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Feds Force City To Pay Billions In NYCHA Settlements As Remedy To 'Deplorable Conditions'

NEW YORK (CBSNewYork/AP) -- It appears there may finally be a fix for the nation's largest public housing agency.

The federal government is forcing NYCHA to pay billions of dollars to settle claims that it used dirty tricks like building fake walls to hide problems from inspectors and lied about lead paint conditions to mask risks to low-income residents and their children, prosecutors said Monday.

It's an answer to a question so many residents have been asking: why do we have to live like this?

The accusations stemmed from an investigation that found widespread mismanagement at the New York City Housing Authority, known as NYCHA, which has received thousands of complaints each year about broken elevators, insufficient heat, mold and infestations of rats and cockroaches.

"The old ways of doing business at NYCHA are over," U.S. Attorney Geoffrey Berman said at a Manhattan news conference. "For too long these residents have lived in deplorable conditions."

The agency "engaged in a culture of false statements and concealment" when filing reports required to secure federal housing subsidies, he said. "The culture of NYCHA is to blame. The management of NYCHA is to blame."

The city agreed in a consent decree in Manhattan federal court to pay $1 billion over four years and an additional $200 million annually for the following six years. The deal also calls for the appointment of a monitor to oversee the housing authority during the 10-year span of the agreement.

"Today marks the beginning of the end of the nightmare for NYCHA residents," Berman said.

Mayor Bill de Blasio, a Democrat, called the settlement a "dramatic step" and a "turning point for our public housing system."

The settlement came in response to a civil complaint that zeroed in on what it portrayed as the agency's indifference to the risk of lead paint poisoning children, saying, it "knows that there is lead paint within apartment units in roughly thirty percent of its developments, but has failed — and continues to fail — to protect its residents from that paint when it peels and crumbles." Between 2010 and 2016, there were 19 confirmed cases of lead poisoning of children exposed to paint in public housing apartments, with hundreds more testing above safe levels for lead, it said.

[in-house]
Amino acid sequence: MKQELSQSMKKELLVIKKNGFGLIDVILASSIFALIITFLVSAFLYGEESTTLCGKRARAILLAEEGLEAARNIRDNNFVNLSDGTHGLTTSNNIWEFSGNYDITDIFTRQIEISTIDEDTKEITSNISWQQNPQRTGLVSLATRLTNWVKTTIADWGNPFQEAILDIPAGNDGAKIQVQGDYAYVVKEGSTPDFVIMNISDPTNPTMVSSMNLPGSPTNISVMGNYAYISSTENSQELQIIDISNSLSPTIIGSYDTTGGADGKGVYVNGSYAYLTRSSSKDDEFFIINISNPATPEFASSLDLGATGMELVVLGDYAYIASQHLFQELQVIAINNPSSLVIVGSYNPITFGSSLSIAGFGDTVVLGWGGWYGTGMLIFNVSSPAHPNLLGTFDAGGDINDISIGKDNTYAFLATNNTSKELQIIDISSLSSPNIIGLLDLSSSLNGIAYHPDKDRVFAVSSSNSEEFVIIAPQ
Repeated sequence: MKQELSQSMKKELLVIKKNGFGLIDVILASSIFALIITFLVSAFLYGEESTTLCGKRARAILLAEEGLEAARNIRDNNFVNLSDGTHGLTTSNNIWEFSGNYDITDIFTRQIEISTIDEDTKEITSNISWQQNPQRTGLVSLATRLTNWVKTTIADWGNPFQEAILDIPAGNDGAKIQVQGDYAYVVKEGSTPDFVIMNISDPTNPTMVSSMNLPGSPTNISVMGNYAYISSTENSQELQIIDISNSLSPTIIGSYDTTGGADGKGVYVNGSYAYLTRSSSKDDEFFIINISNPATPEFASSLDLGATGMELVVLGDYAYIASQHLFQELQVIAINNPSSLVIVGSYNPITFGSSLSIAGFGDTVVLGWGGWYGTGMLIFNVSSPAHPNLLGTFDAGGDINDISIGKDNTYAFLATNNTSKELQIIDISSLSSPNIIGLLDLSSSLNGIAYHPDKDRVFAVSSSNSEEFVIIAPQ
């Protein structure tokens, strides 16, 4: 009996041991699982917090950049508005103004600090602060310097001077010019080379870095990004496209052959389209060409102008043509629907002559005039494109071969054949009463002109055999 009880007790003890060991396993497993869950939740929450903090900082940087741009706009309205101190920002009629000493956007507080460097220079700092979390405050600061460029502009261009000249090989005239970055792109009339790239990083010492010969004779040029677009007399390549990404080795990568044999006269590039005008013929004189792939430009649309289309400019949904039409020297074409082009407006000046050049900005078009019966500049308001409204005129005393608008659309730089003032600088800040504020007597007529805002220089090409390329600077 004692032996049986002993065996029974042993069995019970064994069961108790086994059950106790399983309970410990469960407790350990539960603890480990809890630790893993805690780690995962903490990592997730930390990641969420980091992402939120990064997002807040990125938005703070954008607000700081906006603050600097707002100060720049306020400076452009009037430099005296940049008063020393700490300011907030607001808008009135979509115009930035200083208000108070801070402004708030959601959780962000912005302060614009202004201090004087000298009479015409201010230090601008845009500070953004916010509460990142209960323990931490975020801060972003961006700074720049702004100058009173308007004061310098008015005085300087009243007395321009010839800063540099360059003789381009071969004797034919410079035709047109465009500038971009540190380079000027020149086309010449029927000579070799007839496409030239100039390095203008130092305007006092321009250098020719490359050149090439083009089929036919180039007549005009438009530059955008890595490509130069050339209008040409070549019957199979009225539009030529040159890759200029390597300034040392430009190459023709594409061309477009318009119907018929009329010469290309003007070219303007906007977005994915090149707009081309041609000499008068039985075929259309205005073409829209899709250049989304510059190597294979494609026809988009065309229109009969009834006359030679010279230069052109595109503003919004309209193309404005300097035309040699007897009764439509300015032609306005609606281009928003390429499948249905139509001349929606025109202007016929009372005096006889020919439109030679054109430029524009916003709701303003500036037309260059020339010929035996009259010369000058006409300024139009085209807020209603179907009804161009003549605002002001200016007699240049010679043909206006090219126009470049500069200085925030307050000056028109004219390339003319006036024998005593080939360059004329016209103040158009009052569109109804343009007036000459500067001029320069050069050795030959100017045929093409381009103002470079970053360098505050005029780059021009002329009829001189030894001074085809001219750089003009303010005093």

One of the most stunning discoveries of the federal investigation was that NYCHA actually trained its staff on how to deceive Housing and Urban Development inspectors. Former agency officials from Brooklyn and the Bronx told authorities that workers would shut off an entire building's water supply just before inspections to keep them from finding leaks, the complaint said.

Other times, signs reading "Danger: Do Not Enter" were posted on basement doors to keep inspectors from discovering dangerous or unsanitary conditions, it said. A former maintenance worker reported that NYCHA staff also would build false walls out of plywood just to conceal other dilapidated conditions, it added.

The problems were the result of "management dysfunction and organizational failure, including a culture where spin is often rewarded and accountability often does not exist," it said. Often, NYCHA's internal guidelines would "expressly encourage staff to use subterfuge."

Berman said he was "completely outraged" when his inspectors found out they were being deliberately mislead. Mayor Bill de Blasio said he was "sick to his stomach."

"We are not going to tolerate lying," he said. "We're not going to tolerate people who don't do their job and don't support the residents of NYCHA."

The housing agency's annual operating budget is $2.3 billion for public housing where nearly 400,000 low- and moderate-income residents live. Tenants pay an average of $522 a month in rent, with the U.S. Department of Housing and Urban Development subsidizing the rest.

In April, public housing chairwoman Shola Olatoye stepped down amid increasing public scrutiny of her tenure over the lead paint and heat issues.

Berman noted that the NYCHA has new top management.

"We're hopeful with the federal monitor and the funds available that they're going to be able to right the ship," Berman said.

Feds didn't bring criminal charges because they said they want to get the apartments fixed, but they reserve the right to do so if they city doesn't keep their end of the bargain.

Prosecutors said the culture of deceit had been going on for at least a decade, which predates the de Blasio administration. The mayor said that he apologized for anything that went on during his watch, but added others needed to apologize as well.

(© Copyright 2018 CBS Broadcasting Inc. All Rights Reserved. The Associated Press contributed to this report.)

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